The Pontiac Community Hospital’s obstetrics unit remains closed as CISSSO and the MRC Pontiac attempt to find ways to attract the desperately needed nursing staff.
SHAWVILLE – Local expectant mothers will not be able to deliver their babies at the Pontiac Community Hospital by the end of the year as officials from the Centre intégré de santé et de services sociaux de l’Outaouais (CISSSO) had hoped when the hospital’s obstetrics (OBS) unit’s closure was extended in September.
“We are still actively recruiting nurses and midwives. At this time, we are unable to indicate when we will be able to reopen the obstetrics service in the Pontiac,” said Marie-Pier Després, CISSSO media relations agent.
The unit was closed in February 2020 because of a lack of staff and was supposed to reopen in September, but that didn’t happen because preoccupation with the COVID pandemic allegedly affected recruiting efforts. “CISSSO’s goal is to offer a hybrid model of pregnancy monitoring in the Pontiac area by a multidisciplinary team of midwives and doctors by the end of 2020,” said Martine Bilodeau, director of youth programs, who attended the press conference in August when news of the extended closure was announced.
Josée Filion, CISSSO director general, said it would take “a few months” to get the model in place, where mothers will be given the option of being followed by a midwife (eligibility determined by the conditions of their pregnancy) or regular medical staff, who will both offer local appointments and deliver at the PCH.
A minimum of eight nurses are required to reopen the regular OBS unit, but they currently only have three, and the two midwifery positions haven’t been filled. However, a new doctor interested in OBS has been recruited, bringing the PCH’s total to four.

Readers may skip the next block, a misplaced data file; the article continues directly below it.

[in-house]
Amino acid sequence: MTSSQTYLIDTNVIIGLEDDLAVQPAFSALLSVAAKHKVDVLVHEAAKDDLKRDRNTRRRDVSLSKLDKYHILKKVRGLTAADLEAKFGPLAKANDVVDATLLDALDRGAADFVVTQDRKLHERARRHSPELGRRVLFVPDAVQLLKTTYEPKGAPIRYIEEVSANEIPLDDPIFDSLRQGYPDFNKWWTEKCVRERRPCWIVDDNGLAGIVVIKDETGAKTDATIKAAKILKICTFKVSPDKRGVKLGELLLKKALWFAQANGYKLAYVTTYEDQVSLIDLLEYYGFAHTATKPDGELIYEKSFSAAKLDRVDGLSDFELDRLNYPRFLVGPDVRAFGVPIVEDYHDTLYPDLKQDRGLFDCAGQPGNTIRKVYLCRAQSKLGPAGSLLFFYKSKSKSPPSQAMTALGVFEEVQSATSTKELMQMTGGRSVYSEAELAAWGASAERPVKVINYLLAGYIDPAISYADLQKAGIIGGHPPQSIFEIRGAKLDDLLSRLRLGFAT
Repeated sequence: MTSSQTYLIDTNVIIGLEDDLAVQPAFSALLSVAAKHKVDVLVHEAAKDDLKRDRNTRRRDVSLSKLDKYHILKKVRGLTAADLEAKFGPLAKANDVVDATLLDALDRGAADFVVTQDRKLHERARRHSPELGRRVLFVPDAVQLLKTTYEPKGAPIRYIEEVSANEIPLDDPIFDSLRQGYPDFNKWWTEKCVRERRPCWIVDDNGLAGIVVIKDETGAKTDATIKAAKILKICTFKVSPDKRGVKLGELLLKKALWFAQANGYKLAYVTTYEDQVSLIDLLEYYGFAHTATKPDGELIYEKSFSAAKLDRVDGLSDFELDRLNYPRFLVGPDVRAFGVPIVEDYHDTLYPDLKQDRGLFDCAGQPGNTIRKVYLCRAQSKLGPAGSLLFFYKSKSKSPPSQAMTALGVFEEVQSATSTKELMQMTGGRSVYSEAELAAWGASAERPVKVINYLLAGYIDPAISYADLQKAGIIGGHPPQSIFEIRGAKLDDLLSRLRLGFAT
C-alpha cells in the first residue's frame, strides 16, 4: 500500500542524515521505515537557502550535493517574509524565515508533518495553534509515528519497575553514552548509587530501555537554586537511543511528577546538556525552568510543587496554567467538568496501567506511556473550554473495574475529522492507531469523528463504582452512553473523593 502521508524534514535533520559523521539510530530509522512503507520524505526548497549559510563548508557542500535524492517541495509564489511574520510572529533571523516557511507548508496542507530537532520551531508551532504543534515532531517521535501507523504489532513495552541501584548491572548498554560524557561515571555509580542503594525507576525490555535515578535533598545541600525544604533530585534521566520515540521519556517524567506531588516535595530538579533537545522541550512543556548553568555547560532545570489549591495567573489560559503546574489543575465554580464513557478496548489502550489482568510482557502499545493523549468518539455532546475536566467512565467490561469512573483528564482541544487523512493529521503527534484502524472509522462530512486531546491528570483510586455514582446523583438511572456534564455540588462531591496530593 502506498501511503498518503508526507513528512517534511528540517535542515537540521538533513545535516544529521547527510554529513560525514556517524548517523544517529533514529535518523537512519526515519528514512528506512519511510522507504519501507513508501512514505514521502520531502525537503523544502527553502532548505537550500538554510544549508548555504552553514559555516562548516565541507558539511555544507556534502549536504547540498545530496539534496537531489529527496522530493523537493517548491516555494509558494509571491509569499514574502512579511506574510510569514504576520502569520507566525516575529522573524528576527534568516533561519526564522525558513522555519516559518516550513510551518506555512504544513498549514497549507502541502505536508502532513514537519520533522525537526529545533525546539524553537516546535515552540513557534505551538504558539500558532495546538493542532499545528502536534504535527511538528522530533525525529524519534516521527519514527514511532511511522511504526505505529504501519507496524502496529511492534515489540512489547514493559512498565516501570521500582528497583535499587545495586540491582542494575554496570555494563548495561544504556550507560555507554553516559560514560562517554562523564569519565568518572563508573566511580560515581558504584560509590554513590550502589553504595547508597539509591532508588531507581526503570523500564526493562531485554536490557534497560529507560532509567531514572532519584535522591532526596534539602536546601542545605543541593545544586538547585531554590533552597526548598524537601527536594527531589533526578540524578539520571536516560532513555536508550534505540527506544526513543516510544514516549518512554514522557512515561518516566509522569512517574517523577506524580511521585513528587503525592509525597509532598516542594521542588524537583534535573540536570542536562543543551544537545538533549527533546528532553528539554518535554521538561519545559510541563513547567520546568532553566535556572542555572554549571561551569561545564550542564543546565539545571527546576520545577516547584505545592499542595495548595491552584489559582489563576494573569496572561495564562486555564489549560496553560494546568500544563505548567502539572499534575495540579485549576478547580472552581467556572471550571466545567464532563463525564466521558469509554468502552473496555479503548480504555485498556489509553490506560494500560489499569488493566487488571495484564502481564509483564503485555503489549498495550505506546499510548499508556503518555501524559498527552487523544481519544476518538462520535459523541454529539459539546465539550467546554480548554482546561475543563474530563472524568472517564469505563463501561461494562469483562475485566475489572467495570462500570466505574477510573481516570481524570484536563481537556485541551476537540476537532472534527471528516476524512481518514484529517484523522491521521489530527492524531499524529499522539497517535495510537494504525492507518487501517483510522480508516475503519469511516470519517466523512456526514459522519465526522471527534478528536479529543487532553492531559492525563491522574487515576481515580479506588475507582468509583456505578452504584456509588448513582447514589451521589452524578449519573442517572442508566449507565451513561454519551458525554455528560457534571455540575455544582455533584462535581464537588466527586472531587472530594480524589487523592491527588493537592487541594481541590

“In January 2020, we hired and trained two nurses in obstetrics. Unfortunately, these two nurses left the service. We also hired five CEPIs (nurses in training), but unfortunately none of them were interested in obstetrics and left the Shawville Hospital,” continued Després, who reiterated CISSSO’s commitment to reopening the unit.
“We remain focused on this objective despite the recruitment issues we are currently experiencing and which are raging throughout Québec in regard to nursing personnel. We are also working with community stakeholders, including the Pontiac mayors and warden to implement strategies to attract and retain qualified personnel,” she continued.
A committee composed of CISSSO representatives and MRC Pontiac mayors has been meeting bi-weekly and is working on incentive packages given the wage discrepancy between Québec and Ontario where nurses earn about $10 an hour more. “At the end of the day, salary is the number one issue. We are working on addressing this issue first and looking into other incentives later,” said Jane Toller, MRC Pontiac warden.
“The CAQ government made raising nurses salaries an election promise, but we can’t wait until the end of their mandate in 2022 to see changes. In one meeting we may have X nurses and by our next meeting, we’ve already lost them to Ontario,” she added.
The MRC Pontiac has also requested that the government authorize a wage-equalization pilot project in the Pontiac, submitting a budget to address the wage discrepancies to Mathieu Lacombe, Minister responsible for the Outaouais Region, and Pontiac MNA André Fortin in November, which was later presented to the health minister.
However, the government has not yet given the go ahead for the project. “I spoke to André Fortin and he said the government is currently negotiating with the nurses’ union, which is going well. He’s worried our request might hinder or upset the negotiations,” said Toller, noting her next step is to request a meeting with the union representatives to explain the MRC’s intentions with the project.
Currently, pregnant women can choose to be followed by a midwife
and deliver at the Maison de naissance in Gatineau or have regular medical
follow-ups locally until about 32 weeks gestation when they are transferred to Gatineau to prepare for delivery. Ontario is also an option, and according to Filion, two thirds of mothers have chosen to deliver across the border since the local OBS unit was closed.